Showing posts from November, 2010

some kind of king

  Christ the King & Advent 1 ( Isaiah 2:1-5 ) Colossians 1:11-20 Luke 23:33-43 The cross is an ugly image. A heartrending image.   The crown of thorns: horrifying.   We’ve made them palatable with oversaturation or profuse glorification, but they are not an easy thing to behold.   And to base your whole religion around it is kind of grotesque, actually.   Especially when Advent starts today and we want to start thinking about a cuddly baby laying in hay, the irony of the last Sunday of the Church year last year - which we missed because of the ice storm - stands starkly before us.    We’re at the beginning of the story now, we don’t want to hear how it ends… We like happy endings. The finale of the church year should be optimistic, conclusive. But instead of glorious depictions of might and strength, of magnificence and authority, we end the whole church year with talking about our leader hanging foolishly, weakly, dying on the cross.   Then we go immediately into longing for

Gratitude's Perspective

Our Thanksgiving table will be beautiful, (I know this because I am hosting).  It will be covered with things I love to cook, surrounded with people who love to praise my cooking.  We’ll have all of our favorite holiday foods and the house will be filled with yelling cousins, laughing sisters, football games, parade watching and delicious smells.   But it wont be perfect.  Even though there are lots of family members in town, there are some who couldn’t make it because of work.  My grandma will be there but my grandpa wont – he passed away earlier this year.  And there are certain topics we can’t discuss, things better left alone, if we want to enjoy our time together.    Around our table tomorrow there will be broken families and families just beginning; there will be job struggles and health struggles and the struggle to really connect across some generational lines.  And some regrets or longings just seem to surface more when we are with our families than at any other time. B

Eschatological Imagination

Isaiah 65: 17-25 (Isaiah 12:1-2) There was a big hoopla this week in preparation for the presbytery meeting.  It was over the new vision statement for the presbytery.  Ready to hear the controversial statement? “ We fearlessly follow the Holy Spirit into a changing world.”   Guess which word caused so much anxiety for people on every end of every conceivable spectrum?  Fearlessly. We sometimes act as though anxiety equals faith; that if we are worried and fretting over situations that is somehow faithful.  Or we think faith needs some humility attached to it, some good, old fashioned fear mixed in, in order to keep us in check.  Whatever the reason, fearlessly made some people fearful.  Part of it is the audacity of the word. It is a reckless word, daring and caution-throwing. Fearlessly . Shamelessly. Brazenly. Take your pick.  Also, it’s a word that holds our feet to the fire. It’s no half-way word. It’s an all-out, no holes barred word. Fearless . But the visioning team chose t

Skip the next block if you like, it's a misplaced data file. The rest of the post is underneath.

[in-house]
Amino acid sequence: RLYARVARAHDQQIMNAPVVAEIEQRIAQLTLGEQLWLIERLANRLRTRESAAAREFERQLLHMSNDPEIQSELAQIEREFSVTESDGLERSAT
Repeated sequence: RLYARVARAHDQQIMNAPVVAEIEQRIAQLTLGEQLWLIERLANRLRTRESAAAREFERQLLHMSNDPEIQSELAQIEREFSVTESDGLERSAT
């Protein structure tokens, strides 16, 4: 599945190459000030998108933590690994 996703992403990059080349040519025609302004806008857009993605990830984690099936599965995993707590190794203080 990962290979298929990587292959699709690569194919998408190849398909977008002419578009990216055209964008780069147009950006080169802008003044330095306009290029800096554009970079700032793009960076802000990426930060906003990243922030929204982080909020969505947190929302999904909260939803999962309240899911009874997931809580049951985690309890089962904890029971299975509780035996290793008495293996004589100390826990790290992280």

Where God resides

King Solomon's Temple Haggai 1:15b-2:9 Psalm 145: 1-5, 17-21 Our memories and imaginations mix up some powerful cocktails.  Reality pales next to an experience percolated in the flavorful bath of nostalgia, amnesia and hindsight.  Kodak photo paper costs more than the generic brand, because it produces brighter, clearer pictures, “brilliant true color” they say.  But in development Kodak tapped into research that indicated that people don’t remember things as they really were.  The idea of rose-colored glasses is real - our memories store things brighter, more colorful than things really are. So a photograph on Kodak paper does not show the scene as your eyes see it, as they saw it when you snapped the photo, instead it saturates the paper with deeper color, makes the lines crisper and the colors brighter.  Ahh, we think to ourselves, now that is what it was really like! And once the memories simmer into the lore and sink into storyline of a people, once some prophesy is t

It's (not) about money

(A letter to my congregation) The Big Question A friend of mine realized that she only had one friend who went to church. As someone who cares deeply about the church, she wondered why it was. And so she began to ask them, “Why don’t you go to church?”  The answers startled her. It wasn’t what she was expecting at all. The number one answer that she received was, “I can’t afford it.” Carol Howard Merritt, pastor and author of Tribal Church shared this in a recent blogpost .  As we enter again into “stewardship season,” where we take time to reflect on what we will pledge to the church in the coming year, I am reminded of her words. She goes on to say that young people, with student loan debt and most of their money going to rent and taxes, don’t have much to spare, and many see church as something that requires money.  A pastor friend of mine heard a similar sentiment coming from her confirmation class. A couple of kids said they didn’t want to join the church because it would cost